The initial care for a sprained ankle at home is important to help reduce pain and speed up healing. People will often report that immediately after a suspected ankle sprain that they would soak their foot in hot water. This is not recommended. In fact, it increases swelling and can make the ankle worse. Remember RICE – rest, ice, compression and elevation. All of these are done to reduce and prevent swelling and can be started at home even before you see the podiatrist.

Rest: For the first 24 to 48 hours after the injury your activities need to be seriously decreased or stopped all together.

Ice: For the first 48 hours after the injury, place an ice pack or frozen vegetables wrapped in a towel on the sprained ankle for 20 minutes at a time every three to four hours.

Compression: Wrap the ankle in an ace bandage from the toes to above the ankle. The wrap should be snug but not too tight so that it’s uncomfortable.

Elevate: Keep your ankle elevated as high as possible by sitting in a recliner, or putting books or pillows under the ankle.

After twisting your ankle, if you have pain, swelling and difficulty walking or standing, it is time to see the podiatrist. Treatment by the podiatrist will continue the RICE treatment. The podiatrist may also apply an ankle brace or cast boot to reduce motion in the ankle joint. Crutches are also used to prevent walking or bearing weight on the ankle. The most common medications used to treat ankle sprains are anti-inflammatory, that reduce both pain and help control the inflammation.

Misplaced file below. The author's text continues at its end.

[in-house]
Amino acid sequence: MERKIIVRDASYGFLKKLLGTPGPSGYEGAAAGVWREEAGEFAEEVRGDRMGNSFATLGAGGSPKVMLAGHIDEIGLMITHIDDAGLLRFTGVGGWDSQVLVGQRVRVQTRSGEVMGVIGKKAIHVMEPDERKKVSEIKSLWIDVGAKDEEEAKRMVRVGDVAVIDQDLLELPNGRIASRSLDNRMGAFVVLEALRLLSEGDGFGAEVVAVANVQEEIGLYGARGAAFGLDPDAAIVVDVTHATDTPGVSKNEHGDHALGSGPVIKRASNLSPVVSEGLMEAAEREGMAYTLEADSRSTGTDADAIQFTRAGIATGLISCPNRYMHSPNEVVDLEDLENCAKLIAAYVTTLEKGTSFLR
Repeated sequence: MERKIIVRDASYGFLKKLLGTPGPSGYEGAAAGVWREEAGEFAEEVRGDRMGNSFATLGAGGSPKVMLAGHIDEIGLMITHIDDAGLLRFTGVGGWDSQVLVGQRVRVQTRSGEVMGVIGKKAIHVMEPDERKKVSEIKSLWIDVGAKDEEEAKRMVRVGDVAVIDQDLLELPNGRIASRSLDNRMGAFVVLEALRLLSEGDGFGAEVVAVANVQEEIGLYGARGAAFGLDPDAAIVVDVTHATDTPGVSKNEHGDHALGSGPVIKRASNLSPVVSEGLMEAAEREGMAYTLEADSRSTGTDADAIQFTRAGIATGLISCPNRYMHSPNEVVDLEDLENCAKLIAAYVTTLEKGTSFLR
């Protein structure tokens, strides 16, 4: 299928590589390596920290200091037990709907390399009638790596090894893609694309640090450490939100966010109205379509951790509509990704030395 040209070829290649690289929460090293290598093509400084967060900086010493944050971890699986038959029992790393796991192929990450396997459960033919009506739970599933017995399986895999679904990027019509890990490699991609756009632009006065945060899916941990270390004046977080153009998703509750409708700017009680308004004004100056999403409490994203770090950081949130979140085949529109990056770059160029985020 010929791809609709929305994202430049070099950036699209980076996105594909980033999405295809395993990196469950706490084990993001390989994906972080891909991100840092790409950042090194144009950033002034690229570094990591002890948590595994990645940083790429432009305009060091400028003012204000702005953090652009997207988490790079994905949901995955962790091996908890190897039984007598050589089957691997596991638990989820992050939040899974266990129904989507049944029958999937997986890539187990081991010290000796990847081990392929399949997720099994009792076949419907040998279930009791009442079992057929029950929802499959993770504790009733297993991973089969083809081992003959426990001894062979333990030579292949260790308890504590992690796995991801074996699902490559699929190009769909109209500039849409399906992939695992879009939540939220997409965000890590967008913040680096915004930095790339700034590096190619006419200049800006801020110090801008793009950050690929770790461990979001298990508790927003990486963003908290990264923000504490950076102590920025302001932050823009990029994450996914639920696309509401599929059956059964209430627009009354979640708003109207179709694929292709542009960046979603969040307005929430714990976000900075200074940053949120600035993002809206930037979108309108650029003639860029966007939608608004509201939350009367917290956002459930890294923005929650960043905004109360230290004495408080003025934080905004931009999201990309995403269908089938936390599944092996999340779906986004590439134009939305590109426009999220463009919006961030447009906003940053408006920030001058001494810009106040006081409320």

When you have an ankle sprain, rehabilitation is crucial—and it starts the moment your treatment begins. Early therapy helps to promote healing and increase your range of motion. This may include doing prescribed exercises or seeing a physical therapist who will help with flexibility and strengthening exercises in the ankle. A follow-up visit is usually scheduled one to two weeks after the initial treatment to monitor the healing progress.

Most ankle sprains heal without complications or difficulty, leaving the person able to walk and play their sport without pain or swelling. The healing time depends upon the severity of the ankle sprain and if there was any other injury. If people do not get treatment and rehabilitation after an ankle sprain, chronic ankle pain and instability results. This makes the ankle weak, it “gives way” at times and increases the risk of more injuries in the future. Very seldom surgery may be needed to repair torn ligaments around the ankle.

Ankle sprains can be prevented by wearing proper shoes for the activity you are involved in or sports you play. Always wear stable shoes that give your ankle support like high-top basketball shoes. Very high heels or platform shoes are not the best choice if you want to prevent an ankle sprain. For athletes, balance training may help keep the ankles strong and flexible. They may also consider having a weak ankle taped or wearing an ankle brace for extra support during the game.

• For more information visit or or email us at . To see a podiatrist visit Bahamas Foot Centre on Rosetta Street or call 325-2996 for an appointment or Bahamas Surgical Associates Centre on East Terrace Centreville or call 603-1814/15/16 for an appointment. In Grand Bahama visit Lucayan Medical Center on East Sunrise Highway or call 373-7400 for an appointment.